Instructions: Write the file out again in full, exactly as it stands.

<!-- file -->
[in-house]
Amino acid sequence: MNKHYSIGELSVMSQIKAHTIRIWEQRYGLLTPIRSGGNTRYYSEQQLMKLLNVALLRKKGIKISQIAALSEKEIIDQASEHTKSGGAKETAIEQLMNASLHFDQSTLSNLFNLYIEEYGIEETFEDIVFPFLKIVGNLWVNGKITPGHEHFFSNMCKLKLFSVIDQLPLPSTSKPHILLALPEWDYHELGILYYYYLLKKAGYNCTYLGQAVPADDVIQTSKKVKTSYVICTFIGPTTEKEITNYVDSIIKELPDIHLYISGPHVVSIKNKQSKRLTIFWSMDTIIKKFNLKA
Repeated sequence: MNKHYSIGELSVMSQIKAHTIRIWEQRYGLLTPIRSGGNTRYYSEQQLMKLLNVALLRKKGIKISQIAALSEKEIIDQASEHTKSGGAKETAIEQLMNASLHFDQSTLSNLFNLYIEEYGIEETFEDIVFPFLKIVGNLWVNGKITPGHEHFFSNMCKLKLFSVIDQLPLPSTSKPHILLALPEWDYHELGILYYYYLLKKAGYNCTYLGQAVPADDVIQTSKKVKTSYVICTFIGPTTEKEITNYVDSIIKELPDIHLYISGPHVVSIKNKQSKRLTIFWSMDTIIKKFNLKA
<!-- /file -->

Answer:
[in-house]
Amino acid sequence: MNKHYSIGELSVMSQIKAHTIRIWEQRYGLLTPIRSGGNTRYYSEQQLMKLLNVALLRKKGIKISQIAALSEKEIIDQASEHTKSGGAKETAIEQLMNASLHFDQSTLSNLFNLYIEEYGIEETFEDIVFPFLKIVGNLWVNGKITPGHEHFFSNMCKLKLFSVIDQLPLPSTSKPHILLALPEWDYHELGILYYYYLLKKAGYNCTYLGQAVPADDVIQTSKKVKTSYVICTFIGPTTEKEITNYVDSIIKELPDIHLYISGPHVVSIKNKQSKRLTIFWSMDTIIKKFNLKA
Repeated sequence: MNKHYSIGELSVMSQIKAHTIRIWEQRYGLLTPIRSGGNTRYYSEQQLMKLLNVALLRKKGIKISQIAALSEKEIIDQASEHTKSGGAKETAIEQLMNASLHFDQSTLSNLFNLYIEEYGIEETFEDIVFPFLKIVGNLWVNGKITPGHEHFFSNMCKLKLFSVIDQLPLPSTSKPHILLALPEWDYHELGILYYYYLLKKAGYNCTYLGQAVPADDVIQTSKKVKTSYVICTFIGPTTEKEITNYVDSIIKELPDIHLYISGPHVVSIKNKQSKRLTIFWSMDTIIKKFNLKA